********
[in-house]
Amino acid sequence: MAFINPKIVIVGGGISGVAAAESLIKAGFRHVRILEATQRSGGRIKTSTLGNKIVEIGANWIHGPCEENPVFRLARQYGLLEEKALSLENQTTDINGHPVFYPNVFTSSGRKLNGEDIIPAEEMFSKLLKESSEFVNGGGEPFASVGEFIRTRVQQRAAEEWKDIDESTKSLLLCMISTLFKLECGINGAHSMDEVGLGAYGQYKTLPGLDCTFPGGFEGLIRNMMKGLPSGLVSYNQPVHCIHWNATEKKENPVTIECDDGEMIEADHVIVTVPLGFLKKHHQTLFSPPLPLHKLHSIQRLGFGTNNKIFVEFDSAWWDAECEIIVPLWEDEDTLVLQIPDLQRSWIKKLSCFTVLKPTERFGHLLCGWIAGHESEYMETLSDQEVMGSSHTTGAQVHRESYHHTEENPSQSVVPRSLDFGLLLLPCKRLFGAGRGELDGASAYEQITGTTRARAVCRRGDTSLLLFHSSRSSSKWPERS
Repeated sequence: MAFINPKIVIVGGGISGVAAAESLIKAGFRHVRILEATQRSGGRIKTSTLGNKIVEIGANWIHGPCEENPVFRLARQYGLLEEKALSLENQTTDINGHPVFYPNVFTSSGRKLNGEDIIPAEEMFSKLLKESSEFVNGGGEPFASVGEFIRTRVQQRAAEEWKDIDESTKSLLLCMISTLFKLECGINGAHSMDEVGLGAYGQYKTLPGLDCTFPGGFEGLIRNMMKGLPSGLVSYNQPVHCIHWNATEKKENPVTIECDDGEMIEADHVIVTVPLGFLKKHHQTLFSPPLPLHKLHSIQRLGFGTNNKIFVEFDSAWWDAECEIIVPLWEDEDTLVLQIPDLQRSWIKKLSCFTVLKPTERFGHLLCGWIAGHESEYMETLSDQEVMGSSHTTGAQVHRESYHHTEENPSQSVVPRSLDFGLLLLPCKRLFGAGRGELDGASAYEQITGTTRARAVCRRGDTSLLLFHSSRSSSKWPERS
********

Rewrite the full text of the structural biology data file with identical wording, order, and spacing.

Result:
[in-house]
Amino acid sequence: MAFINPKIVIVGGGISGVAAAESLIKAGFRHVRILEATQRSGGRIKTSTLGNKIVEIGANWIHGPCEENPVFRLARQYGLLEEKALSLENQTTDINGHPVFYPNVFTSSGRKLNGEDIIPAEEMFSKLLKESSEFVNGGGEPFASVGEFIRTRVQQRAAEEWKDIDESTKSLLLCMISTLFKLECGINGAHSMDEVGLGAYGQYKTLPGLDCTFPGGFEGLIRNMMKGLPSGLVSYNQPVHCIHWNATEKKENPVTIECDDGEMIEADHVIVTVPLGFLKKHHQTLFSPPLPLHKLHSIQRLGFGTNNKIFVEFDSAWWDAECEIIVPLWEDEDTLVLQIPDLQRSWIKKLSCFTVLKPTERFGHLLCGWIAGHESEYMETLSDQEVMGSSHTTGAQVHRESYHHTEENPSQSVVPRSLDFGLLLLPCKRLFGAGRGELDGASAYEQITGTTRARAVCRRGDTSLLLFHSSRSSSKWPERS
Repeated sequence: MAFINPKIVIVGGGISGVAAAESLIKAGFRHVRILEATQRSGGRIKTSTLGNKIVEIGANWIHGPCEENPVFRLARQYGLLEEKALSLENQTTDINGHPVFYPNVFTSSGRKLNGEDIIPAEEMFSKLLKESSEFVNGGGEPFASVGEFIRTRVQQRAAEEWKDIDESTKSLLLCMISTLFKLECGINGAHSMDEVGLGAYGQYKTLPGLDCTFPGGFEGLIRNMMKGLPSGLVSYNQPVHCIHWNATEKKENPVTIECDDGEMIEADHVIVTVPLGFLKKHHQTLFSPPLPLHKLHSIQRLGFGTNNKIFVEFDSAWWDAECEIIVPLWEDEDTLVLQIPDLQRSWIKKLSCFTVLKPTERFGHLLCGWIAGHESEYMETLSDQEVMGSSHTTGAQVHRESYHHTEENPSQSVVPRSLDFGLLLLPCKRLFGAGRGELDGASAYEQITGTTRARAVCRRGDTSLLLFHSSRSSSKWPERS